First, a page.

Chapter 10

Fundamental Analysis Approaches

Present value approach

1 Capitalization of expected income

2 Intrinsic value based on the discounted value of the expected stream of cash flows

Multiple of earnings (P/E) approach

• Stock worth some multiple of its future earnings

Present Value Approach (Capitalization of Income)

Intrinsic value of a security is

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Ke = appropriate discount rate

In using model, to estimate the intrinsic value of the security must:

2 Discount rate (Capitalization Rate, Required Rate of Return)

1 Required rate of return: minimum expected rate to induce purchase given the level of risk

2 The opportunity cost of dollars used for investment

3 Expected cash flows and timing of cash flows

1 Stream of dividends or other cash payouts over the life of the investment

2 Dividends paid out of earnings and received by investors

1 Earnings important in valuing stocks

3 Retained earnings enhance future earnings and ultimately dividends

1 If use dividends in PV analysis, don’t use retained earnings in the model

• Retained earnings imply growth and future dividends • Compared computed price to actual price

Dividend Discount Model

Current value of a share of stock is the discounted value of all future dividends

Problems:

1 Need infinite stream of dividends

1 Dividends received 40-50 years in the future are worth very little in present value with the discount rate is sufficiently high (12%, 14%, 16%)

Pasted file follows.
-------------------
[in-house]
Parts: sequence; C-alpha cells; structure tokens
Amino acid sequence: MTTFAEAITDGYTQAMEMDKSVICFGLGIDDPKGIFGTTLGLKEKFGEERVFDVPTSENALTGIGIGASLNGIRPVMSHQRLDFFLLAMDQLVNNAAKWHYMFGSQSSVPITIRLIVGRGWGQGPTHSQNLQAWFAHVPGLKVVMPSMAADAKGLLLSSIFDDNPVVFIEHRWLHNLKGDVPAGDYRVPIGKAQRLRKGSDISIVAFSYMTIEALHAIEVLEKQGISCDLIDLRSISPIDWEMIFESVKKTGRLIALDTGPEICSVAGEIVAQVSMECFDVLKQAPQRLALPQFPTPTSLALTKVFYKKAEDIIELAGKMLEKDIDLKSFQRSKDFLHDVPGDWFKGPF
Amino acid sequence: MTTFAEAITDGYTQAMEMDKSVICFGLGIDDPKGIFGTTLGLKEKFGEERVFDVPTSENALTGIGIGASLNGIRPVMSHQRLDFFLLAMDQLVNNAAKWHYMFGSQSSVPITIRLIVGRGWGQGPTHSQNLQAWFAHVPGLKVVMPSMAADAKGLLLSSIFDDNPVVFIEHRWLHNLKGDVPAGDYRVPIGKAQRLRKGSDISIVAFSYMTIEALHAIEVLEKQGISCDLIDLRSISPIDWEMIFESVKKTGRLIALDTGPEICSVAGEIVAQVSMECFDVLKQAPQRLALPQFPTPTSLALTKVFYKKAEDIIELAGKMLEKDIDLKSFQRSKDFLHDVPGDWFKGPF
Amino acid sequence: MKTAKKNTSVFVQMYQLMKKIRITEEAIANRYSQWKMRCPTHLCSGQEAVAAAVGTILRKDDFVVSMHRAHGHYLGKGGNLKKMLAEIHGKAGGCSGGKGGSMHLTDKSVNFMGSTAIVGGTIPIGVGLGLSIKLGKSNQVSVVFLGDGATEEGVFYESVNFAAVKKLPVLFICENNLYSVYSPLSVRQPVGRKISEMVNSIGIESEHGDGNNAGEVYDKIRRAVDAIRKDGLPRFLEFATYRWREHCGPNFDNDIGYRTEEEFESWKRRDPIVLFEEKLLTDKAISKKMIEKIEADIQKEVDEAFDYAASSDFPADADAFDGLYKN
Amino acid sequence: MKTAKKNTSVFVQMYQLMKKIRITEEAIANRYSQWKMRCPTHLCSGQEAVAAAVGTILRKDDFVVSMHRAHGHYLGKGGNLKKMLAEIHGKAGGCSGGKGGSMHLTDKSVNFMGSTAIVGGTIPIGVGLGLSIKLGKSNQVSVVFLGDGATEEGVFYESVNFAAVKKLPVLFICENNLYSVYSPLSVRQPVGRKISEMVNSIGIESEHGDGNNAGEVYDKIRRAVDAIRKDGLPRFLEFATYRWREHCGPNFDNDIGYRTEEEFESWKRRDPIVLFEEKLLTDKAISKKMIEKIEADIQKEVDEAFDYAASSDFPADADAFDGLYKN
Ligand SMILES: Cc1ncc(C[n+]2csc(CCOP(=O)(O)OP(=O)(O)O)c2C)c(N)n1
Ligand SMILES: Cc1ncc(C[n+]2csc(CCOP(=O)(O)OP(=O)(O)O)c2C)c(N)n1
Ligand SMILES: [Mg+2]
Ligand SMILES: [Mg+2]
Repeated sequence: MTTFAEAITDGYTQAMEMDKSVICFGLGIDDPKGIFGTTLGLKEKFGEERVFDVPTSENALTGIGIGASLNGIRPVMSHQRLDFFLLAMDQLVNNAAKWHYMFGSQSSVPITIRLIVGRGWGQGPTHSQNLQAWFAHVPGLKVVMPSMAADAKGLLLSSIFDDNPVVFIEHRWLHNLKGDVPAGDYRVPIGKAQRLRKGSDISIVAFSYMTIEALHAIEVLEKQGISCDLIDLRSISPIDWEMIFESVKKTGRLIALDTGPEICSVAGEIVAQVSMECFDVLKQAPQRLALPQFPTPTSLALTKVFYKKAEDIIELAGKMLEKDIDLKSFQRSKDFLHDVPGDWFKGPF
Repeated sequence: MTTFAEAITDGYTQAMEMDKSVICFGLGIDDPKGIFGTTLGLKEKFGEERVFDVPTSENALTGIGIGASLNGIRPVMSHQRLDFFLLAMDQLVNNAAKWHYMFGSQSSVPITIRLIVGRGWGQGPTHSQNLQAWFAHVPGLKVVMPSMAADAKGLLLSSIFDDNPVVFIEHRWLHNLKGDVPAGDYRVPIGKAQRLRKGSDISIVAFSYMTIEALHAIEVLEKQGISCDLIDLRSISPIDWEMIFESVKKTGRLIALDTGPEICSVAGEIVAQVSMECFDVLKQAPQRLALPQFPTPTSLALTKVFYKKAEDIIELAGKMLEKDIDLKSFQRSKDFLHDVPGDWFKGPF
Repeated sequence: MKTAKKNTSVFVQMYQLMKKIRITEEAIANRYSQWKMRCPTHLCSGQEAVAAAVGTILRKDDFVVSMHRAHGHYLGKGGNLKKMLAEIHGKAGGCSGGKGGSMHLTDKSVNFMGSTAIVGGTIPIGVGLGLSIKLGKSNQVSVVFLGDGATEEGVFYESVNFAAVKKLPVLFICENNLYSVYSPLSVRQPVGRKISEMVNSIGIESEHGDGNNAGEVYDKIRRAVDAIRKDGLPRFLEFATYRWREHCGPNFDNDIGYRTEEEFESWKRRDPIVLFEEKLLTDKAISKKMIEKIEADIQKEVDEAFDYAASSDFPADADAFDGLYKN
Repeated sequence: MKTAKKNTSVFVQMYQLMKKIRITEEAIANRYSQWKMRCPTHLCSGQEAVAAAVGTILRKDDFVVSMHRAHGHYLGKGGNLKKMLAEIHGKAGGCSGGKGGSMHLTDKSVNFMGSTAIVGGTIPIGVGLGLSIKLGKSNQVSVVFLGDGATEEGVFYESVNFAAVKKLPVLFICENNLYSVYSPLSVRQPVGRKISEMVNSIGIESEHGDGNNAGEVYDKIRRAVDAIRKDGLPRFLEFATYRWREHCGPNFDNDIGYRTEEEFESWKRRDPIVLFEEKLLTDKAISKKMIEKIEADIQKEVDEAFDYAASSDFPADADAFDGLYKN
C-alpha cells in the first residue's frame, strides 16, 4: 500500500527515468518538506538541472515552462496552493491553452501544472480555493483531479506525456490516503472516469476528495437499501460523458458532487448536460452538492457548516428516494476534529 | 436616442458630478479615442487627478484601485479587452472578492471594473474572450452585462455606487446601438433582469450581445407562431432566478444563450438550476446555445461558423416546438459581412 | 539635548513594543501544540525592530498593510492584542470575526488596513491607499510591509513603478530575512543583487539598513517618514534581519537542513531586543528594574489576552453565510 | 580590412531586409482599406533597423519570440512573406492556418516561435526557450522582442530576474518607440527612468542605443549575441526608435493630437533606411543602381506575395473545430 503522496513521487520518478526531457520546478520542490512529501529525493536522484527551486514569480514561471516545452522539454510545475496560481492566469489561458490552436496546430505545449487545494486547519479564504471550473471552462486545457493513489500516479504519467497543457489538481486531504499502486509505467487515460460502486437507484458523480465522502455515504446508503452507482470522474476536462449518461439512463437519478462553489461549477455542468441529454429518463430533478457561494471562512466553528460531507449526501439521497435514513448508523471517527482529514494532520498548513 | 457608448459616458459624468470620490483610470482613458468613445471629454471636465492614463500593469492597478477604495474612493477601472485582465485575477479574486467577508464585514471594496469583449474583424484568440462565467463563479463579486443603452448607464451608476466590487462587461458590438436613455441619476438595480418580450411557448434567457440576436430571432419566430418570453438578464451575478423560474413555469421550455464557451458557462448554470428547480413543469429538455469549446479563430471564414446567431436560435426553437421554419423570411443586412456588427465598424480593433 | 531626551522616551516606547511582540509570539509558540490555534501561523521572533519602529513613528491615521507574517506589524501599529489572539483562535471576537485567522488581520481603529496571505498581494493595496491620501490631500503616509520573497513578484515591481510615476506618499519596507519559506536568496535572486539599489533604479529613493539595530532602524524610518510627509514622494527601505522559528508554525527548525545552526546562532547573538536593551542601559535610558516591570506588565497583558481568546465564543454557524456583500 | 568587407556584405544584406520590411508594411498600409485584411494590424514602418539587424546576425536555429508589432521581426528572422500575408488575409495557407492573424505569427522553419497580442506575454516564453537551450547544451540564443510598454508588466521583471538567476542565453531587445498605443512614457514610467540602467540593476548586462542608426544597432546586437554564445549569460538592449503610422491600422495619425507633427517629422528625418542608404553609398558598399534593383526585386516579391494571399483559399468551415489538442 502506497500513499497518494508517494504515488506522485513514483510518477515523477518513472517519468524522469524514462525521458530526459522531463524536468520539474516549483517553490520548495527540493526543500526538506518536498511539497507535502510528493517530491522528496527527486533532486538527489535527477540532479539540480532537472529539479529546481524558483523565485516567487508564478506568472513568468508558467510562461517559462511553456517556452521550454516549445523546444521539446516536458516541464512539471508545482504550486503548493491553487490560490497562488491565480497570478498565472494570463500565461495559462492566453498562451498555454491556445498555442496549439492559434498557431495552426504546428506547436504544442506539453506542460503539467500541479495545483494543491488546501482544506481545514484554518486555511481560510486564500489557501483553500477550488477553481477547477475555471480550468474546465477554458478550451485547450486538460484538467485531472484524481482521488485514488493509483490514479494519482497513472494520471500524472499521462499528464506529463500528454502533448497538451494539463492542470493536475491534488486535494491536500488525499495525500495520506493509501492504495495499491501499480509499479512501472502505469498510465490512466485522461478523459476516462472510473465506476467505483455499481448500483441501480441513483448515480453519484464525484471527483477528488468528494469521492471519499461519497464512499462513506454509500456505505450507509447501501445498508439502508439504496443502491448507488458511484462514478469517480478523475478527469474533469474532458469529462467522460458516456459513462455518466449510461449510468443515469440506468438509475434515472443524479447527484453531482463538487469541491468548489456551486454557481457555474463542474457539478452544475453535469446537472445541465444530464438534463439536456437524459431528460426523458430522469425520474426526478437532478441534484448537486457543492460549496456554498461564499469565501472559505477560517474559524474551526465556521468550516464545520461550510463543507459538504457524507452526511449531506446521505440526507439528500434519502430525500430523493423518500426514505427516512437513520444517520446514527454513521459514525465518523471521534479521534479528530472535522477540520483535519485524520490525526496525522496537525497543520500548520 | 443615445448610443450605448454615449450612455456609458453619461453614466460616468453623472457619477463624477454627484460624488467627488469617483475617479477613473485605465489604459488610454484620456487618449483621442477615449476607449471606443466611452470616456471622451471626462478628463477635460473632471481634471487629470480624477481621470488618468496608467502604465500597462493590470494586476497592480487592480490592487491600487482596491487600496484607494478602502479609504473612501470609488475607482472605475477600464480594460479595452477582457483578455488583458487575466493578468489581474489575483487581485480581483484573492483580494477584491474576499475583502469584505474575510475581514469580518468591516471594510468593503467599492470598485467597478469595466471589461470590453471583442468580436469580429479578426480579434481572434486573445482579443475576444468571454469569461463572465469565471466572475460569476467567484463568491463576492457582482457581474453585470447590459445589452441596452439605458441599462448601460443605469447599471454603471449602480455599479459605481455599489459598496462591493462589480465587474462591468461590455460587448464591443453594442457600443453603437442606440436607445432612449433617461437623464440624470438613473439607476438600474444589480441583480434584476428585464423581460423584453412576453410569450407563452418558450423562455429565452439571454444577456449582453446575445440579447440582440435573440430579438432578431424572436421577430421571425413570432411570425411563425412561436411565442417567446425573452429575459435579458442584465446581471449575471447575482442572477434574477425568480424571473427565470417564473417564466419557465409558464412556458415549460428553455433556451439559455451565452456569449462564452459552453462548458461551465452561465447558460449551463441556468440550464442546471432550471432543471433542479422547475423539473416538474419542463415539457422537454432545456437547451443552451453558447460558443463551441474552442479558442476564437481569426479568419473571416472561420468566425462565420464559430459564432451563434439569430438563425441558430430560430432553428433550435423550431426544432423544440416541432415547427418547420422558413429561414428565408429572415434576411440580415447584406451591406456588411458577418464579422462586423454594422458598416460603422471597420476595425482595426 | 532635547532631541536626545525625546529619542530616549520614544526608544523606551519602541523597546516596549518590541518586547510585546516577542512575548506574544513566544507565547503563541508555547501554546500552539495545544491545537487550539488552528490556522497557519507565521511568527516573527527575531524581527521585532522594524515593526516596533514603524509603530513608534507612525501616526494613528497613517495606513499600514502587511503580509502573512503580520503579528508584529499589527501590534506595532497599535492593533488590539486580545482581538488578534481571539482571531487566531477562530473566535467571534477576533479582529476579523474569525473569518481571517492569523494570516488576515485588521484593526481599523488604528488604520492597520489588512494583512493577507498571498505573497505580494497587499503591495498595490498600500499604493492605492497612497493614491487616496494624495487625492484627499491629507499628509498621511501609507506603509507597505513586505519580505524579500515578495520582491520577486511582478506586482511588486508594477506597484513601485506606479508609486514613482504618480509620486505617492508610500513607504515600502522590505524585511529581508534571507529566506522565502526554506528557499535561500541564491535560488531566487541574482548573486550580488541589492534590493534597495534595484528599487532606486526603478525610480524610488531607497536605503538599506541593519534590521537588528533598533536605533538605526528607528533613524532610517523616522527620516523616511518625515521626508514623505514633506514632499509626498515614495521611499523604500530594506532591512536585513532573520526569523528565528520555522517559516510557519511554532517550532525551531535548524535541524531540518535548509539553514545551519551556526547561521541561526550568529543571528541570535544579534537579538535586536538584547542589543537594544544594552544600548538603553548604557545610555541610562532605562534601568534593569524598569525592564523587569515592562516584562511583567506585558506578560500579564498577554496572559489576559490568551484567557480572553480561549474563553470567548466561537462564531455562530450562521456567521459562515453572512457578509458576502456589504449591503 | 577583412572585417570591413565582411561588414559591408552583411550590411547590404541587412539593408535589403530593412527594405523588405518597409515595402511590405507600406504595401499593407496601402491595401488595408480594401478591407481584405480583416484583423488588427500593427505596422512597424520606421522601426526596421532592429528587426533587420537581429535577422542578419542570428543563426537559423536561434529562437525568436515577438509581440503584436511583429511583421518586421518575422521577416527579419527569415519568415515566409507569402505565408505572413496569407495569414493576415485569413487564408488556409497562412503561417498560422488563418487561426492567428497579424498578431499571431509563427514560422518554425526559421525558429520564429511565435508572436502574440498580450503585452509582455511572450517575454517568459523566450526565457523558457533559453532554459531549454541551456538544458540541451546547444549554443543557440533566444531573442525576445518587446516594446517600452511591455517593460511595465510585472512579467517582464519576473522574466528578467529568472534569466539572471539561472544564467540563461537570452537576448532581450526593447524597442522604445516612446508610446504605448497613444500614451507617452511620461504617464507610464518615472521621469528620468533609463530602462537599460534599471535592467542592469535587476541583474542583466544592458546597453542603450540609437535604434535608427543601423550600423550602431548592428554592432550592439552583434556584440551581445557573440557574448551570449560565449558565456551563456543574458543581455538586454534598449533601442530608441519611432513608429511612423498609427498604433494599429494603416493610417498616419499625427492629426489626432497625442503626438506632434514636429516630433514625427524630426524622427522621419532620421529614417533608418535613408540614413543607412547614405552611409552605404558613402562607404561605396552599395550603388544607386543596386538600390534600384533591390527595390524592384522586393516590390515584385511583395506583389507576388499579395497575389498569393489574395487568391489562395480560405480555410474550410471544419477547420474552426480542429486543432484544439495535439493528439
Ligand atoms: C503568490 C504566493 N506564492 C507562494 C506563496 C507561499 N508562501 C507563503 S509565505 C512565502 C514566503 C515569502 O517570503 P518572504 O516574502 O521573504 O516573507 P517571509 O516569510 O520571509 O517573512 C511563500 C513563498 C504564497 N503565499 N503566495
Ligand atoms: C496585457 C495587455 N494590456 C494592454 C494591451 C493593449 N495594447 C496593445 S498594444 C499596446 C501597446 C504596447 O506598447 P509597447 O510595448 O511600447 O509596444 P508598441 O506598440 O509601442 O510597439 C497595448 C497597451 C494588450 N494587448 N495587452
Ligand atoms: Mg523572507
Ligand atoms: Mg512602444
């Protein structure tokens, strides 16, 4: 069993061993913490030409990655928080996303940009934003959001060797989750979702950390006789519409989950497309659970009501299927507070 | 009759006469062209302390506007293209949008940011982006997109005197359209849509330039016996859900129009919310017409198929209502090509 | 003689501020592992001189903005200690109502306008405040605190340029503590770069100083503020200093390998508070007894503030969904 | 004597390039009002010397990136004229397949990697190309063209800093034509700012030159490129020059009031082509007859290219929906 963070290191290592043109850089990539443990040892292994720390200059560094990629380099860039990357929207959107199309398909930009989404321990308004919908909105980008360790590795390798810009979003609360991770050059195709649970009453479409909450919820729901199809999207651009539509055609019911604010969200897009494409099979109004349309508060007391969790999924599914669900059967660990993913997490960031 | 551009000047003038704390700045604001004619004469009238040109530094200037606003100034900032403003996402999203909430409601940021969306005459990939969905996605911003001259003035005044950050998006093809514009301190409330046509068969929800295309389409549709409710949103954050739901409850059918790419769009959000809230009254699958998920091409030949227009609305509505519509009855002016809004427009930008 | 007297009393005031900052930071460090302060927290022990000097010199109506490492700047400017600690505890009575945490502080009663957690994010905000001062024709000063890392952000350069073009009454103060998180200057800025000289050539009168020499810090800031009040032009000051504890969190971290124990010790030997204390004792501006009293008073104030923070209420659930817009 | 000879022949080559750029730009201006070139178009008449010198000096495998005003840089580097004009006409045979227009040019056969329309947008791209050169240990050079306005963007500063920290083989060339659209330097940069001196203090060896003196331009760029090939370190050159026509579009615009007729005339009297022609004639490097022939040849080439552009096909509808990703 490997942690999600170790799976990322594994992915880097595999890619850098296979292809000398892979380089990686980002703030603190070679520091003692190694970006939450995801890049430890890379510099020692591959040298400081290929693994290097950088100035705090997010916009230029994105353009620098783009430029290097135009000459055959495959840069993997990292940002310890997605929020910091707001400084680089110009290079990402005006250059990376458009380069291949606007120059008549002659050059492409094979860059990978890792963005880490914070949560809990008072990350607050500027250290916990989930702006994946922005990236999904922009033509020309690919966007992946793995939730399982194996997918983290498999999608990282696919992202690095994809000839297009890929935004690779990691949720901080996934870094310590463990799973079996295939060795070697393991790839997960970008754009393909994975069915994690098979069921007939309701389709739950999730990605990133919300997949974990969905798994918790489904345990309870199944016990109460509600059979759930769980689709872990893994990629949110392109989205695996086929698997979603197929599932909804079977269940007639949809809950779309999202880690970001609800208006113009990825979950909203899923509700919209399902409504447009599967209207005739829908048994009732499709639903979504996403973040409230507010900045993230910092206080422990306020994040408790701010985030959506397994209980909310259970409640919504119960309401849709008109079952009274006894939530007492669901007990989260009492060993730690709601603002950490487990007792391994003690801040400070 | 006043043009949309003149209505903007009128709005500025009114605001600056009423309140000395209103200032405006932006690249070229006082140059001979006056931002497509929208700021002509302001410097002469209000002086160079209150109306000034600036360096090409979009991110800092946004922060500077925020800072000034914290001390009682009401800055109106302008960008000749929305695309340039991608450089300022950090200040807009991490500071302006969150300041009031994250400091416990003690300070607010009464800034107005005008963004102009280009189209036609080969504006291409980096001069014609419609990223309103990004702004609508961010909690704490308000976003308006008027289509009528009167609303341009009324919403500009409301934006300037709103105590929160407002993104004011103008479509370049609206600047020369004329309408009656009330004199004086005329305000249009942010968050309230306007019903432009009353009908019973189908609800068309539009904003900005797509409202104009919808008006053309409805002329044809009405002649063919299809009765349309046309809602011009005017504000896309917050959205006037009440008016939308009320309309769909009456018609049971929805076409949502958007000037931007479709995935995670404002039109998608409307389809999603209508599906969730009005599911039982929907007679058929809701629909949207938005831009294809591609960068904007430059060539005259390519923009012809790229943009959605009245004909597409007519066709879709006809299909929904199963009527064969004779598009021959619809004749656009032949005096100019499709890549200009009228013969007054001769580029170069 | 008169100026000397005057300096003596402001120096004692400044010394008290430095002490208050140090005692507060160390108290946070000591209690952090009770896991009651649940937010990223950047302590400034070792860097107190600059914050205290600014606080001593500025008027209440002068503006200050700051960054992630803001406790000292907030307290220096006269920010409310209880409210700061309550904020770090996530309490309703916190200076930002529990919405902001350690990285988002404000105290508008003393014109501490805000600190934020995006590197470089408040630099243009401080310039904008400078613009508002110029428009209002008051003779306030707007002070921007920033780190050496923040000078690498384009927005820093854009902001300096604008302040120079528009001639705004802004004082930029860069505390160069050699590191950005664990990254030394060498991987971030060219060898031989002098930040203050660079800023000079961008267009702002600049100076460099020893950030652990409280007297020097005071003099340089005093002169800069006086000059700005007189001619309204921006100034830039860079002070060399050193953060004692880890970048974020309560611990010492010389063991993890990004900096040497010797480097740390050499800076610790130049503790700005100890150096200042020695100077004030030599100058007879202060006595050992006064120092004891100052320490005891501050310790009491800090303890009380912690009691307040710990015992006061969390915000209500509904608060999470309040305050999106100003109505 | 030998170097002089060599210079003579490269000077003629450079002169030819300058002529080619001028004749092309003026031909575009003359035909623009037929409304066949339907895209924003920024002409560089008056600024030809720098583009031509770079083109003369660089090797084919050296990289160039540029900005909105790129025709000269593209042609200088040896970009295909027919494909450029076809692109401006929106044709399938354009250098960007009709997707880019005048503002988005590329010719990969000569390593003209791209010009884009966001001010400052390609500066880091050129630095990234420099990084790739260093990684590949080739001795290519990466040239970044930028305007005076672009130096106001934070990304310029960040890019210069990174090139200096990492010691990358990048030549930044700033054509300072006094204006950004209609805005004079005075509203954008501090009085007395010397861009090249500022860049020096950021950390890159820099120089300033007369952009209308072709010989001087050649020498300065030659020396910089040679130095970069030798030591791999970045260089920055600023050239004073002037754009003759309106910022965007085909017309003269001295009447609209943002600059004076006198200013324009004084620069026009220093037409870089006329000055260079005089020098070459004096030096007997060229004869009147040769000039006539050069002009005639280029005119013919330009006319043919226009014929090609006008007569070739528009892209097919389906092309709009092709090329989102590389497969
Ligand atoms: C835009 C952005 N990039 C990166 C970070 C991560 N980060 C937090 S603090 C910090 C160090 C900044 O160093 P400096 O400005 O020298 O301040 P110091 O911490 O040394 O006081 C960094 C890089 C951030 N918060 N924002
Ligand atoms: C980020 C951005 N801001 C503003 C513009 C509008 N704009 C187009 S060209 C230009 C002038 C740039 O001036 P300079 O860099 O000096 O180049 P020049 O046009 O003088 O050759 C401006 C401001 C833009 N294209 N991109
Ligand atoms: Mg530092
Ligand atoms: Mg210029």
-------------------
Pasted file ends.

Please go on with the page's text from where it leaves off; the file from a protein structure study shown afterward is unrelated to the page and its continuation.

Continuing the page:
2 Dividend stream is uncertain

• Dividends not guaranteed

• Declared by Board of Directors

1 Must estimate future dividends

3 Dividends may be expected to grow over time

• Must model expected growth rate of dividends and the growth rate need not be constant

Dividend Discount Model-Zero Growth

Assume no growth in dividends

Fixed dollar amount of dividends reduces the security to a perpetuity

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Kp = appropriate discount rate

Similar to preferred stock because dividend remains unchanged

Dividend Discount Model-Constant Growth-Gordon Model

Assumes a constant growth in dividends

Dividends expected to grow at a constant rate, g, over time

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where

• g: growth rate

• ke: required return

3 Ke > g

4 D1 is the expected dividend at end of the first period

5 D1 =D0 (1+g)

Implications of constant growth

1 Stock prices grow at the same rate as the dividends (g)

1 Problem: what if higher growth in price than dividends or visa versa

2 Stock total returns grow at the required rate of return

1 Growth rate in price plus growth rate in dividends equals k, the required rate of return

3 A lower required return or a higher expected growth in dividends raises prices

Reasons for Different Values of Same Stock

• Each investor may use their individual k

• Each investor has their own estimate of g

Dividend Discount Model-Multiple Growth

Multiple growth rates: two or more expected growth rates in dividends

1 Ultimately, growth rate must equal that of the economy as a whole

1 The company/industry is maturing and when it reaches maturity –grows at the rate of the economy

2 Assume growth at a rapid rate for n periods followed by steady growth

Multiple growth rates approach:

1 First present value covers the period of super-normal (or sub-normal)...